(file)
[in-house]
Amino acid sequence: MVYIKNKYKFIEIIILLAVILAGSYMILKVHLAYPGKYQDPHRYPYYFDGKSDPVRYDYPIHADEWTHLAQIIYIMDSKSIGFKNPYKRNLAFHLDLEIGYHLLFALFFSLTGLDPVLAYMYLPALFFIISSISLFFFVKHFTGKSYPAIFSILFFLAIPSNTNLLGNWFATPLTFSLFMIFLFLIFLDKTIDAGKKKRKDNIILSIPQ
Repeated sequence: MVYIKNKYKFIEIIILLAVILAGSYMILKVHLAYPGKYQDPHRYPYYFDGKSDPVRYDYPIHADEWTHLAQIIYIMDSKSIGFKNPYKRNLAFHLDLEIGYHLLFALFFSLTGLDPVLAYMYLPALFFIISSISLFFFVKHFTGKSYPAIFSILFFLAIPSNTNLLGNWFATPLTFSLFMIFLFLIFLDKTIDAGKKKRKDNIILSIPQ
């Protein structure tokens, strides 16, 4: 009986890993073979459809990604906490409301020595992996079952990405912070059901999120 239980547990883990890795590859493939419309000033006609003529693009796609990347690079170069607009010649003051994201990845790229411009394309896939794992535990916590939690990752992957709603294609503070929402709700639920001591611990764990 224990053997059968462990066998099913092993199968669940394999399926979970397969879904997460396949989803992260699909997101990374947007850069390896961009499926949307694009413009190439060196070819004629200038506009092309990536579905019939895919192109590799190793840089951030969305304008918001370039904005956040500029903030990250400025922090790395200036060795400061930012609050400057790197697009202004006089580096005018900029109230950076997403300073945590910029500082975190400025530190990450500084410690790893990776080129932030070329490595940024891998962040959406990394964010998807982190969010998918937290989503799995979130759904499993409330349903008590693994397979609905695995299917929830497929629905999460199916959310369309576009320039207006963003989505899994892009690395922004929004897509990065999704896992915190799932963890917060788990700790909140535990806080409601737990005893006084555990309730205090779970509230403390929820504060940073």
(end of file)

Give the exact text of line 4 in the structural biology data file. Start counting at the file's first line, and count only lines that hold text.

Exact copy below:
């Protein structure tokens, strides 16, 4: 009986890993073979459809990604906490409301020595992996079952990405912070059901999120 239980547990883990890795590859493939419309000033006609003529693009796609990347690079170069607009010649003051994201990845790229411009394309896939794992535990916590939690990752992957709603294609503070929402709700639920001591611990764990 224990053997059968462990066998099913092993199968669940394999399926979970397969879904997460396949989803992260699909997101990374947007850069390896961009499926949307694009413009190439060196070819004629200038506009092309990536579905019939895919192109590799190793840089951030969305304008918001370039904005956040500029903030990250400025922090790395200036060795400061930012609050400057790197697009202004006089580096005018900029109230950076997403300073945590910029500082975190400025530190990450500084410690790893990776080129932030070329490595940024891998962040959406990394964010998807982190969010998918937290989503799995979130759904499993409330349903008590693994397979609905695995299917929830497929629905999460199916959310369309576009320039207006963003989505899994892009690395922004929004897509990065999704896992915190799932963890917060788990700790909140535990806080409601737990005893006084555990309730205090779970509230403390929820504060940073």